CITES and Elephants
Over the last 15 years, the Samburu elephant population has become one of the best studied in the world. The 1000 or so elephants that use the reserves are recognized individually by the shape of their ears and tusks. Births, deaths and interactions are closely monitored, making this population a Rosetta Stone for interpreting impacts of poaching on the society. In 2009, STE was the first organization to warn, with hard data, of the storm of illegal killing descending on East Africa’s protected areas. This data was used to help push out Tanzania’s proposal to sell its ivory in 2010 in Doha.
Armed with a decade of MIKE data showing clearly that a fifth of the families studied no longer have a matriarch to lead them in a previously “safe” population, STE went to the CITES in Bangkok in 2013. Significant progress was made, and after our intervention which read in part: “We urge all parties to unite in supporting ivory demand reduction and to initiate public awareness campaigns to reduce demand, to stop the killing,” all parties subsequently endorsed such campaigns, getting the world one step closer to taking the united action necessary to reduce demand for ivory.
There were wins on many fronts. A new mandate states that DNA samples should be taken on future ivory seizures that are larger than 500kg, and there will be a requirement for all parties to CITES to report on ivory stockpiles once a year. Tanzania’s wise withdrawal of their proposal to sell their ivory stockpile led to a much friendlier atmosphere between delegates from the African elephant range states who have differing philosophies and who have clashed in the past over the question of sales of stockpiled ivory. Even the discussion of whether or not there ever could be an ivory trade was postponed and the ban remains in place as before.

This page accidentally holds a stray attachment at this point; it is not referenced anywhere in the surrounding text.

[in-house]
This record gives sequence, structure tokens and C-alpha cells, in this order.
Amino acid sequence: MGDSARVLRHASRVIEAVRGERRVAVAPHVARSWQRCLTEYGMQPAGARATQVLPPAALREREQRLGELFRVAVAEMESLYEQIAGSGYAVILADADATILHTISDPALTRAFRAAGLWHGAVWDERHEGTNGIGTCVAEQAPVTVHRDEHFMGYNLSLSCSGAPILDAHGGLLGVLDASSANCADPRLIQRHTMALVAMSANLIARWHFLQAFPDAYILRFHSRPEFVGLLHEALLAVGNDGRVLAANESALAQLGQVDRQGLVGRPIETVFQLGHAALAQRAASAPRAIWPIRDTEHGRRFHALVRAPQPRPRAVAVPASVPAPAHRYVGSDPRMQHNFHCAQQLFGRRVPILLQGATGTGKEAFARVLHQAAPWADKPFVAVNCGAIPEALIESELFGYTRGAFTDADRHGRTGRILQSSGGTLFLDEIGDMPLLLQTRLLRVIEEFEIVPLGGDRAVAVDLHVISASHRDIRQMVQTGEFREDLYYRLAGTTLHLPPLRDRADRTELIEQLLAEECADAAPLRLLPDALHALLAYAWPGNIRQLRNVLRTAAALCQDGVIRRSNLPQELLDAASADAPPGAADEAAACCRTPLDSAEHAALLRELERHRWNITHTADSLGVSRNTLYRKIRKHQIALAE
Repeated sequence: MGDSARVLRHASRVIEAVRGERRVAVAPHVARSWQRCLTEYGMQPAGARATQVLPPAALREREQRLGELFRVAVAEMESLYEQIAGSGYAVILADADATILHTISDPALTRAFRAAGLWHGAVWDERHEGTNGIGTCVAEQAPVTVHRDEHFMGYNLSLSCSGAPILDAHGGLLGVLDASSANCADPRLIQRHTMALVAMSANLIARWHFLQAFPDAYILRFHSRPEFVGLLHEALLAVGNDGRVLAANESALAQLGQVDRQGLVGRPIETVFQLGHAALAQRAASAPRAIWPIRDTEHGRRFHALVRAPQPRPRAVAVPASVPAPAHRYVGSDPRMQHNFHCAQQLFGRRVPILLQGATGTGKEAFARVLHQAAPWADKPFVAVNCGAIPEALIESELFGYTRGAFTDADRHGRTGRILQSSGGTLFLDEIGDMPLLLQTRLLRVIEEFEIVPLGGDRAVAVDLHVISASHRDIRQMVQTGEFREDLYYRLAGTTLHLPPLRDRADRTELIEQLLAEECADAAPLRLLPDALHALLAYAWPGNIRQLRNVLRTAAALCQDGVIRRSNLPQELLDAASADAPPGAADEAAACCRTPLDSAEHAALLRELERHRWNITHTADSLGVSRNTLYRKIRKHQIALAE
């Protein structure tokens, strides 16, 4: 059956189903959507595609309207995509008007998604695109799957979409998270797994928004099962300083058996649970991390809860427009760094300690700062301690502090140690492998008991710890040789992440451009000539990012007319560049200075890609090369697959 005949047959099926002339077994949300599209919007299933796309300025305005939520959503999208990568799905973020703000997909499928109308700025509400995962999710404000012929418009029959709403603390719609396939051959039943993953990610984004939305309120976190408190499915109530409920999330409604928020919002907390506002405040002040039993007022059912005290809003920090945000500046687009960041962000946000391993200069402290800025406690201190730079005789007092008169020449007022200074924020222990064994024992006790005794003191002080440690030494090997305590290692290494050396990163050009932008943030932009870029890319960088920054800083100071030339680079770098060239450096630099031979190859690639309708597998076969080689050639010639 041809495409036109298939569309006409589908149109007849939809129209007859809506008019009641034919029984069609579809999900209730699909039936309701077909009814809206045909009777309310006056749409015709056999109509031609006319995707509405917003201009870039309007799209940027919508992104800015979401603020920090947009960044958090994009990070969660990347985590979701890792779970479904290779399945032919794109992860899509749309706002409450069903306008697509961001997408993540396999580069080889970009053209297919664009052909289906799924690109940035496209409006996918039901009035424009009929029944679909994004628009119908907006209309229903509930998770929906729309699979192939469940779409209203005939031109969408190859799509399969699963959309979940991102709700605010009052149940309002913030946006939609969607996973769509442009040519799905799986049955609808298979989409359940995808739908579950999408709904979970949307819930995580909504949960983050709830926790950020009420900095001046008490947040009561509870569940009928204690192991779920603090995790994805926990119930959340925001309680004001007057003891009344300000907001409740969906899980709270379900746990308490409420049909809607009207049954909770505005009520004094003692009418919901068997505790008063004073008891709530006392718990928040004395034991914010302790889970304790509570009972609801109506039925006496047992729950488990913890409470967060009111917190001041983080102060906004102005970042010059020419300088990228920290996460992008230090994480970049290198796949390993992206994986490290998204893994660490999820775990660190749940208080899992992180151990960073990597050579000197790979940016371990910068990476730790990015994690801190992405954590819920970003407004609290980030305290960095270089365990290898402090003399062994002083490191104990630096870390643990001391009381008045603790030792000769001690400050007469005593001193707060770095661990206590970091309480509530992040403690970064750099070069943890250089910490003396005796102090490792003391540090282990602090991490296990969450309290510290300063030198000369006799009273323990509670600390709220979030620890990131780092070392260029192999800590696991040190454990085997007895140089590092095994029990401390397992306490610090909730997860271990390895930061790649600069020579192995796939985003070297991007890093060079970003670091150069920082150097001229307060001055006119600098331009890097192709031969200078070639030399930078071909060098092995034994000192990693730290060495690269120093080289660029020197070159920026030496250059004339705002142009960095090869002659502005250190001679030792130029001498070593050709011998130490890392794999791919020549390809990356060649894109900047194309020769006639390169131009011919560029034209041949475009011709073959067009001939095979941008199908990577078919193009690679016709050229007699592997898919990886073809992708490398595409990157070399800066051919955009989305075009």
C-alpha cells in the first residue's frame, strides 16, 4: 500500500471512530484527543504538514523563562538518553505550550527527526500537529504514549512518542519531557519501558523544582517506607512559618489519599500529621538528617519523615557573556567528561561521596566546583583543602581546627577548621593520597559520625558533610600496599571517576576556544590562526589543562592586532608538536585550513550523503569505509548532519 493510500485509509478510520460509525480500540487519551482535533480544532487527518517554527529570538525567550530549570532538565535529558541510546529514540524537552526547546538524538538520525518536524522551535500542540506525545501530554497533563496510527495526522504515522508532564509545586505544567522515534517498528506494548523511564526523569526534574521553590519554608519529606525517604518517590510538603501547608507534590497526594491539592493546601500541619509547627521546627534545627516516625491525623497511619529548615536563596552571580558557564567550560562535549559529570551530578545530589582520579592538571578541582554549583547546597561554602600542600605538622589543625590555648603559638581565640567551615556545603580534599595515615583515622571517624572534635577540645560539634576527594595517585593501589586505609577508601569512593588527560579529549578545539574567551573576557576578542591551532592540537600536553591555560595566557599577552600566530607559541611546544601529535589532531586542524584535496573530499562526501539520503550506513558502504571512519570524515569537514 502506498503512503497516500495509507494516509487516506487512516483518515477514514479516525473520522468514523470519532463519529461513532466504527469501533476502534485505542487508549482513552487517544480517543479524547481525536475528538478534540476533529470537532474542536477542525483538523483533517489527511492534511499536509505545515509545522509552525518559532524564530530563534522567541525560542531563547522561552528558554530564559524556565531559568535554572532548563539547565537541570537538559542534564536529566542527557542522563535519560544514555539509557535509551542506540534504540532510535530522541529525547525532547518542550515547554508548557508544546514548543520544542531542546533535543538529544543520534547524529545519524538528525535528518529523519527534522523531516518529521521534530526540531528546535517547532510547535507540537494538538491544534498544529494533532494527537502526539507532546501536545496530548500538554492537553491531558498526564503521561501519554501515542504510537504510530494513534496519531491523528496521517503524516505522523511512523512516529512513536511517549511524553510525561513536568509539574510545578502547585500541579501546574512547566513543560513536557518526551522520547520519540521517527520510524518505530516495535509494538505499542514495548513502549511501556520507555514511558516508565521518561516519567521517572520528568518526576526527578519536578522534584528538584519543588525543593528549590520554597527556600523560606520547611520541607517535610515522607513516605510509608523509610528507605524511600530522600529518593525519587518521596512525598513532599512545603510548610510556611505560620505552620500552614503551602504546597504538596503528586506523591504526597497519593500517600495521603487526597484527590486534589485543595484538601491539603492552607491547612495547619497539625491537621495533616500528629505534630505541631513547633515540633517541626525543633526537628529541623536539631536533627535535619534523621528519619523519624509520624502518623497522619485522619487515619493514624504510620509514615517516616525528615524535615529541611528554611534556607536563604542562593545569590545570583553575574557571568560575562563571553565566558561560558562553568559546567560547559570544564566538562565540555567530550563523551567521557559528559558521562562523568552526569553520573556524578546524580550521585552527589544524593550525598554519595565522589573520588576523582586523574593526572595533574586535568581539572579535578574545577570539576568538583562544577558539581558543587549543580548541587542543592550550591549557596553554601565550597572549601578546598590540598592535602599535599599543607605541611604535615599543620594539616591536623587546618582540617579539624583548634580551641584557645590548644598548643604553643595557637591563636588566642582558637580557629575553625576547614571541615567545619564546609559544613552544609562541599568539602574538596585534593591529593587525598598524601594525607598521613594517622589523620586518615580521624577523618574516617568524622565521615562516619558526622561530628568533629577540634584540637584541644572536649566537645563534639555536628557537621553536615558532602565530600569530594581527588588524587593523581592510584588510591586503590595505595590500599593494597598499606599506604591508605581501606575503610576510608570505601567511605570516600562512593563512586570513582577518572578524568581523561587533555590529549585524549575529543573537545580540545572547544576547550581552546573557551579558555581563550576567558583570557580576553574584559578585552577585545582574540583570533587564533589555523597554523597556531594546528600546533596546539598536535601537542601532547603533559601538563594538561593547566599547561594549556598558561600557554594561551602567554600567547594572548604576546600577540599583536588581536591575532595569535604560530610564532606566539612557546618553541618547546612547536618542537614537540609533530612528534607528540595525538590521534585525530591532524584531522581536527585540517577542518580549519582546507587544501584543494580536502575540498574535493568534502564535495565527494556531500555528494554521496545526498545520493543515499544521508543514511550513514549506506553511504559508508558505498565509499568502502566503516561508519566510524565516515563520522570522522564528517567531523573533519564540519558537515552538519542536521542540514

Every year, the CITES conference is also a strategic place to forge friendships. At present, there is a real chance to forge a powerful coalition of individuals, scientists, NGOs, institutions and governments to take united international action to lower the demand for ivory and take away the incentive to poach. Attending the CITES conferences opens the way for us to talk to the Chinese and delegates from other consumer states as individuals.
The fate of elephants is in the balance. The record price of ivory has attracted organised crime, rebel militias and even terrorist groups, fuelling a surge of poaching across the continent. Without the outstanding support and generosity of our donors, STE would not be able to continue securing a future for the elephants. We urgently need your support, while there is still time. You can be of vital assistance by donating to either our core funds or to any of our projects.
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How You Can Help
Over the last years our world-leading conservation efforts have been possible thanks to the dedication and generosity of loyal supporters. To join them you can donate in a number of ways:
Elephants are fast disappearing from the wild. Without urgent, international action they could be gone within a generation. The Elephant Crisis Fund provides rapid, catalytic support for the most effective projects designed to stop the killing, thwart traffickers and end the demand for ivory. 100% of all donations reach the field.
Save the Elephants is funded almost entirely by private donations. It is only through the generous support of donors that we are able to continue our important elephant conservation work. We rely entirely on funds, grants and donations from around the world, so thank you for helping us to secure a future for these fascinating creatures.